logo Calflora Weed Manager Design
Proposed Design of the Weed Manager System, Updated June, 2014  v. 0.53


Weed Manager is intended to be used by various organizations engaged in land management. The primary purpose of the system is to track weed infestations over time, and the treatments applied to those infestations. Each organization which subscribes will essentially be using a private copy of the system, but will have the option of sharing their data with other subscribing organizations within the system, other Calflora users, and with other systems such as CalWeedMapper.

Each organization which subscribes to Weed Manager can configure certain aspects of how they want to use the system -- for instance, by choosing which fields are required, or which extra fields they want to collect for an assessment. The core data fields and the core methodologies remain standard across all organization subscribers, however, thus enabling data exchange and integration.

The key is to have a design which is flexible enough to meet the needs of a variety of land management organizations. This document suggests such a design in the form of a data model, which represents an evolution of the current Calflora data model.

General Requirements

The system as a whole will

  • accomodate multiple organizations as clients, and allow each to work privately and securely on their own data;
  • provide methods of data collection and data extraction that are both applicable to many organizations and customizable by each orgnization;
  • impose a certain uniformity on the structure of data collected, but within that, allow each organization to define exactly what and how data is collected.
Each client organization will
  • set up their own policies regarding data collection: which fields to collect, and which are required;
  • be able to create new projects as needed, where each project is defined by an area, a plant list, and a time period;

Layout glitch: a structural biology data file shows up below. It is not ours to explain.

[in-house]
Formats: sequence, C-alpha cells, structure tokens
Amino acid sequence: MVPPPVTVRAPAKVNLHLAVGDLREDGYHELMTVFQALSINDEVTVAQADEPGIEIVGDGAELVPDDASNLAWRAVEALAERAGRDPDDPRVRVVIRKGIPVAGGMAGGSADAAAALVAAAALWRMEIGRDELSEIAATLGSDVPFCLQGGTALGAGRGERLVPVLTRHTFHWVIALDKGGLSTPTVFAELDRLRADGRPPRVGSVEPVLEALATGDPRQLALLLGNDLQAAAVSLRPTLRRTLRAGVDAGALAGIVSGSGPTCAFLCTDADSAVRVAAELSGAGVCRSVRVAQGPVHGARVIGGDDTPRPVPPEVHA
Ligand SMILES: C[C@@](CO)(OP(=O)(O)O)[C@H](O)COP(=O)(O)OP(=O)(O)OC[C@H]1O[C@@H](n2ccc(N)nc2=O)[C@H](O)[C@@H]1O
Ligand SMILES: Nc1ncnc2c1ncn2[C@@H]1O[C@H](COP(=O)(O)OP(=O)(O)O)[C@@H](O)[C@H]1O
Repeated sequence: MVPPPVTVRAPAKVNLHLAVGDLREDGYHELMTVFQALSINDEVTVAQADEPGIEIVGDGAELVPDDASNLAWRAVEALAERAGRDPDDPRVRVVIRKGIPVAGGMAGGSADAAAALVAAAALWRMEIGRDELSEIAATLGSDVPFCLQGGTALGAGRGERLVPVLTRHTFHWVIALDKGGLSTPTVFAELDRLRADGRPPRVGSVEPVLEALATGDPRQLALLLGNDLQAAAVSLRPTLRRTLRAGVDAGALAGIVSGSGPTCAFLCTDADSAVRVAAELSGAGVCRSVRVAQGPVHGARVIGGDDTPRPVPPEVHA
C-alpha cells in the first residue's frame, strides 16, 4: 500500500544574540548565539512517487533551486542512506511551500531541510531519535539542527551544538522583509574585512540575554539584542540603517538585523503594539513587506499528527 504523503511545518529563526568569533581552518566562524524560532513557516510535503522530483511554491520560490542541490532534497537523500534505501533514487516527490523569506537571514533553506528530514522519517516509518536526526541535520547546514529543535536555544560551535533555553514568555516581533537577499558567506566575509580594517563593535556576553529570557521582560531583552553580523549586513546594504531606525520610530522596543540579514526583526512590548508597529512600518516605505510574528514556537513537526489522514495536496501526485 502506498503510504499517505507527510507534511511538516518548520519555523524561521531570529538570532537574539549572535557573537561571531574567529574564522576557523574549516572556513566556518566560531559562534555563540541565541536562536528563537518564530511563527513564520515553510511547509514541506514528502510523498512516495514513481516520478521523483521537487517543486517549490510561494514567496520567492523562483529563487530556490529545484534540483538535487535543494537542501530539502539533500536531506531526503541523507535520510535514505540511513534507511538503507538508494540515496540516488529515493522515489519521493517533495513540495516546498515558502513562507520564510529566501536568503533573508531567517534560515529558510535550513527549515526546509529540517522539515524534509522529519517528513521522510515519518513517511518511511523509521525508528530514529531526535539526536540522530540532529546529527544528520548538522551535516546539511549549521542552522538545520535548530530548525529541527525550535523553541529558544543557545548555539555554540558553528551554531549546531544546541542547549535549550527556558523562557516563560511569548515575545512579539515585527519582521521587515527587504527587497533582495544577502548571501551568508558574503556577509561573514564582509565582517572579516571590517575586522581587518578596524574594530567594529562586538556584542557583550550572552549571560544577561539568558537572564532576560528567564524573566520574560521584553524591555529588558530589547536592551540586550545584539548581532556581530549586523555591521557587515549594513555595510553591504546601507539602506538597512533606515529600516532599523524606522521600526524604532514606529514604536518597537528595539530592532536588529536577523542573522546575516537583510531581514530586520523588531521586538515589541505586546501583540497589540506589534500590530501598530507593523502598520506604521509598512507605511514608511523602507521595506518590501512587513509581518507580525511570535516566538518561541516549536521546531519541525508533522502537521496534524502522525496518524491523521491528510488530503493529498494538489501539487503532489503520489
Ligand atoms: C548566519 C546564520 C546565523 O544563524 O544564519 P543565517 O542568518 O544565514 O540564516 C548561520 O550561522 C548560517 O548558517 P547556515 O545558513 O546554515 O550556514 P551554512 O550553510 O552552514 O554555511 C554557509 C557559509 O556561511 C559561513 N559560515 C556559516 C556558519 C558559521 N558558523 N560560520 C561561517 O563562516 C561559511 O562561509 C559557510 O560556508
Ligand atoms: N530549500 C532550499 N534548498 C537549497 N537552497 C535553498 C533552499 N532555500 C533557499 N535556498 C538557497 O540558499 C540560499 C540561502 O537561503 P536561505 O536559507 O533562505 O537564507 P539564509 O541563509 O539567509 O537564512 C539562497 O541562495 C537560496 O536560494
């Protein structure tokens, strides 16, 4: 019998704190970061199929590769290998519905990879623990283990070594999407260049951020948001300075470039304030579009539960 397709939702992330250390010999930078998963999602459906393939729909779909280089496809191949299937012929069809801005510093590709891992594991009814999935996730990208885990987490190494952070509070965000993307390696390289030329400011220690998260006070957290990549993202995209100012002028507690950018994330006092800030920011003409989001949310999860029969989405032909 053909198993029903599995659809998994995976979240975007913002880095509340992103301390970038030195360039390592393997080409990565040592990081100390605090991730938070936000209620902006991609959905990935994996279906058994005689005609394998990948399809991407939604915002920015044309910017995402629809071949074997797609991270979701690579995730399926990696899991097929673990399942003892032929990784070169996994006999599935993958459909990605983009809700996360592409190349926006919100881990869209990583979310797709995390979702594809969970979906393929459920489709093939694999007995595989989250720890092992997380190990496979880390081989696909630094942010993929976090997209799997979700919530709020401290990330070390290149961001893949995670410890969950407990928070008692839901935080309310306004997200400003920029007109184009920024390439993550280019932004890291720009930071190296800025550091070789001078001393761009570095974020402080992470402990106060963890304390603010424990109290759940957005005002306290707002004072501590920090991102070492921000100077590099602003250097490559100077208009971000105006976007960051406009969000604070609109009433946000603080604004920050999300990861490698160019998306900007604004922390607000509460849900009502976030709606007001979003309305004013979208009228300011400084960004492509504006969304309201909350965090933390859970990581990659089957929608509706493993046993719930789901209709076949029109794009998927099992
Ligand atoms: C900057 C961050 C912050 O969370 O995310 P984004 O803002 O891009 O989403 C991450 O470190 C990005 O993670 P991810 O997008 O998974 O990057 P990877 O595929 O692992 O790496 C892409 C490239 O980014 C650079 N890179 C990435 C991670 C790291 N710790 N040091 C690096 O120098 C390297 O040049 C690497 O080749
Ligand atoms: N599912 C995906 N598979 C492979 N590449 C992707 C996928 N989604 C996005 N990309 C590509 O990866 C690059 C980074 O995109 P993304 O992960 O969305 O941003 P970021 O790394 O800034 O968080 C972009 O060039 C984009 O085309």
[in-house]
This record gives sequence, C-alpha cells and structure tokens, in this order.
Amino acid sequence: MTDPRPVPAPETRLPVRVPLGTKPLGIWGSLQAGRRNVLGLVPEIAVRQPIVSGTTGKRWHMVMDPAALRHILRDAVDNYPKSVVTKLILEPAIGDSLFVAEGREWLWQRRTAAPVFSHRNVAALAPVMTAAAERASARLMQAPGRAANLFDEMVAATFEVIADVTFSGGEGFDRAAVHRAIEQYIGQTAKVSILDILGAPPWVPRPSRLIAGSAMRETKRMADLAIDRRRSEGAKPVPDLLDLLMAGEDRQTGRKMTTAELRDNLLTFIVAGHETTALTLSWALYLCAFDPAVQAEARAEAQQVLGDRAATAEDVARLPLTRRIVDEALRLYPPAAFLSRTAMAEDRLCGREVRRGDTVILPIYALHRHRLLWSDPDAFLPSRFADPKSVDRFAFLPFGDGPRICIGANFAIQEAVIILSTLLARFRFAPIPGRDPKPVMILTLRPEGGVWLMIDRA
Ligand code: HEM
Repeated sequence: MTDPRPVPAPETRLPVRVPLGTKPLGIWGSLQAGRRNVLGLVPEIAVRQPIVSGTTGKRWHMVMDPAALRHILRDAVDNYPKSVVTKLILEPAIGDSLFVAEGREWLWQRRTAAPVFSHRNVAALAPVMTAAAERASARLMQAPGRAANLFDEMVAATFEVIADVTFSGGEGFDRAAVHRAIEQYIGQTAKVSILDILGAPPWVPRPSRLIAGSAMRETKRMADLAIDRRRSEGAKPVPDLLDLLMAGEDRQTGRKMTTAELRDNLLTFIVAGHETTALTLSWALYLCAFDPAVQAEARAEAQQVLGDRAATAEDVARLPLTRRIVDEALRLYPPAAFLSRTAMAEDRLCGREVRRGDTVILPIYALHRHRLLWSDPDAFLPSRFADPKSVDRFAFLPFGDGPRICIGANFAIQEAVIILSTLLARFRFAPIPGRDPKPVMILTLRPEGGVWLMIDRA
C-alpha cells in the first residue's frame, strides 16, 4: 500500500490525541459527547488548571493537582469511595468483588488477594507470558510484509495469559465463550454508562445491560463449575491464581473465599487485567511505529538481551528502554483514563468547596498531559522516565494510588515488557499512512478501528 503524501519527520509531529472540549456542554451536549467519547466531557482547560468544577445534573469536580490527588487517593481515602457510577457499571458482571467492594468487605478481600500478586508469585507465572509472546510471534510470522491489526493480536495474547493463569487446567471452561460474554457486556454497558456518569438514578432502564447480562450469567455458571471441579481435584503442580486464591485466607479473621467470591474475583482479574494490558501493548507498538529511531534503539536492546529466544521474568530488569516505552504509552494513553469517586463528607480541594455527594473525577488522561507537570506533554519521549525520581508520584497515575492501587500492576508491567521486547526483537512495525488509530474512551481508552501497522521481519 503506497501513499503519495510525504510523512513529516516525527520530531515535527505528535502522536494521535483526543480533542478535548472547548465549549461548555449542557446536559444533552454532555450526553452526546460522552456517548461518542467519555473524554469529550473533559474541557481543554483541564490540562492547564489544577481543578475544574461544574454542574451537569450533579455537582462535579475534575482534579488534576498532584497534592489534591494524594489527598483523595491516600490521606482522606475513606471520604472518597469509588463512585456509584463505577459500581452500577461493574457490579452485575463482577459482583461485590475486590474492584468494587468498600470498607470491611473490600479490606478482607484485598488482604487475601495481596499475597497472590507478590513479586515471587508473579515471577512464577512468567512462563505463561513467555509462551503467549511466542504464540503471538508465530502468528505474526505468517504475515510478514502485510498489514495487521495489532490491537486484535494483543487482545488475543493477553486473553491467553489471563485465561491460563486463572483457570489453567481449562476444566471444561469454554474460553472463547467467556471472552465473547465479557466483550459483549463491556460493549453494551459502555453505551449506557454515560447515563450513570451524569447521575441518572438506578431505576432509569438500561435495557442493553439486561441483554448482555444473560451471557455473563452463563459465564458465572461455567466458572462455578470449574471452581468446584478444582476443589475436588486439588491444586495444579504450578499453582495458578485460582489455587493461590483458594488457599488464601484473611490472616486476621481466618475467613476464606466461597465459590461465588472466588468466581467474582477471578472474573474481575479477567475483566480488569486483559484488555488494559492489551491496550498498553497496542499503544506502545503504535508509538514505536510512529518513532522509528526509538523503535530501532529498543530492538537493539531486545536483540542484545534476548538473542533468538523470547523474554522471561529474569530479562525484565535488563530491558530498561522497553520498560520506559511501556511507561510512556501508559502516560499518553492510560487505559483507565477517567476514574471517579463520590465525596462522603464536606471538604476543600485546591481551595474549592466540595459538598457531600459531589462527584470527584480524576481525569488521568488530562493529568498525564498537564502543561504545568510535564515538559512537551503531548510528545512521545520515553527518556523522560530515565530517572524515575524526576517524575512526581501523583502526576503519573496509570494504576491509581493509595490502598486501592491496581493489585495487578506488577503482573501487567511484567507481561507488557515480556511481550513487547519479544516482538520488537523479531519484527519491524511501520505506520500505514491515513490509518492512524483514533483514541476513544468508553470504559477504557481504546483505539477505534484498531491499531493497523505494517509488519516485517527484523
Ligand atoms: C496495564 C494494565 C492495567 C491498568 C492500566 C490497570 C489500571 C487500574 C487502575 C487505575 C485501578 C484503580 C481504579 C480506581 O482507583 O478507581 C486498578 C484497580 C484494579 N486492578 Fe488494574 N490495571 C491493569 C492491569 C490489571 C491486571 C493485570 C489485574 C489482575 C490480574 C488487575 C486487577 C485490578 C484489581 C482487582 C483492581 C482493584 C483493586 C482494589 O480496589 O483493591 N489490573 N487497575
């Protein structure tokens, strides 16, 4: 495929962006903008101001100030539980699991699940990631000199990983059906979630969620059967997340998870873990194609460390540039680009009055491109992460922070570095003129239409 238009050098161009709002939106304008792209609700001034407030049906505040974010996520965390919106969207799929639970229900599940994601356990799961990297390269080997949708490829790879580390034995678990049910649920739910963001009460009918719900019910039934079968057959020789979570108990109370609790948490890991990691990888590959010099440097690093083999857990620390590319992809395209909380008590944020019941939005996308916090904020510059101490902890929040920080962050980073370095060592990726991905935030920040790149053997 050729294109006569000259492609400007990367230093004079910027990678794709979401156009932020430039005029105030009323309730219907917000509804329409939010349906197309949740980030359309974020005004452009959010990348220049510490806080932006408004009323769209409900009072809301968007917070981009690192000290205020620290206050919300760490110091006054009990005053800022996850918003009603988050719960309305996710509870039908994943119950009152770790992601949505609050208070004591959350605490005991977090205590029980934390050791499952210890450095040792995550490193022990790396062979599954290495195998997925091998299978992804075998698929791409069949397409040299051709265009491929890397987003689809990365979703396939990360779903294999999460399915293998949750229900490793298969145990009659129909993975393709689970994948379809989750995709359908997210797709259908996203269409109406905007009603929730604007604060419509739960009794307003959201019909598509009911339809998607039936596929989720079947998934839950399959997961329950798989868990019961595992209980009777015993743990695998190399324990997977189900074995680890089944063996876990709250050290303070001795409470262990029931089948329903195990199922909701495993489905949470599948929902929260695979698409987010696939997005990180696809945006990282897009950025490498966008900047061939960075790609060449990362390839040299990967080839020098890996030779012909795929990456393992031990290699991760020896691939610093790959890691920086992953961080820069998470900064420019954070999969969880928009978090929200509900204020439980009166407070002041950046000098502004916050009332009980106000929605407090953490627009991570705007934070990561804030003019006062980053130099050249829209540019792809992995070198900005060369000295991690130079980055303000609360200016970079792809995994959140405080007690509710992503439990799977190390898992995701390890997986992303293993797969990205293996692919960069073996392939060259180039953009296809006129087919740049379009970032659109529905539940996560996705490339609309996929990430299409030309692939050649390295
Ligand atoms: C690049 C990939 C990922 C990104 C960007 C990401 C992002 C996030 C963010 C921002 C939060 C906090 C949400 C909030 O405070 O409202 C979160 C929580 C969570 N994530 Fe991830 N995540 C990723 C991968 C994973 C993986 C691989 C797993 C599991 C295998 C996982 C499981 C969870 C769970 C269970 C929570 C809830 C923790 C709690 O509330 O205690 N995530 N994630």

• be able to assign individuals (members of the organization) to work on a particular project;
  • be able to search, edit and otherwise maintain all data associated with a project;
  • be able to assign certain individuals the Data Czar role (the ability to edit any record belonging to the organization).
Each individual user will
  • when doing data entry, be able to choose between the organizations of which they are a member, and within each organization, be able to choose between projects;
  • be able to edit and maintain the records they contribute in a way that is consistent with the policies of the chosen organization and project.

Required Specific Features
Many assessments can be entered for a single occurrence (consistent with OATS). Many treatments can be entered for a single occurrence. A web application will be able to show the entire assessment and treatment history of an occurrence, including lines and polygons.

A single treatment record can be assigned to multiple adjacent occurrences, possibly of different plants.

The system will track the number of people and the number of hours spent doing data collection and treatment.

Whenever possible, fields will be supplied by the system or auto-populated.

(See also Comments about improvements to Geoweed and discussion, from the October 2012 Cal-IPC Symposium.)

Data Model

Group (Organization)
A organization subscriber is represented in the database by a group record. A group is owned by a particular user (user ID). The owner controls which other users are in the group, and what roles each user has in the group.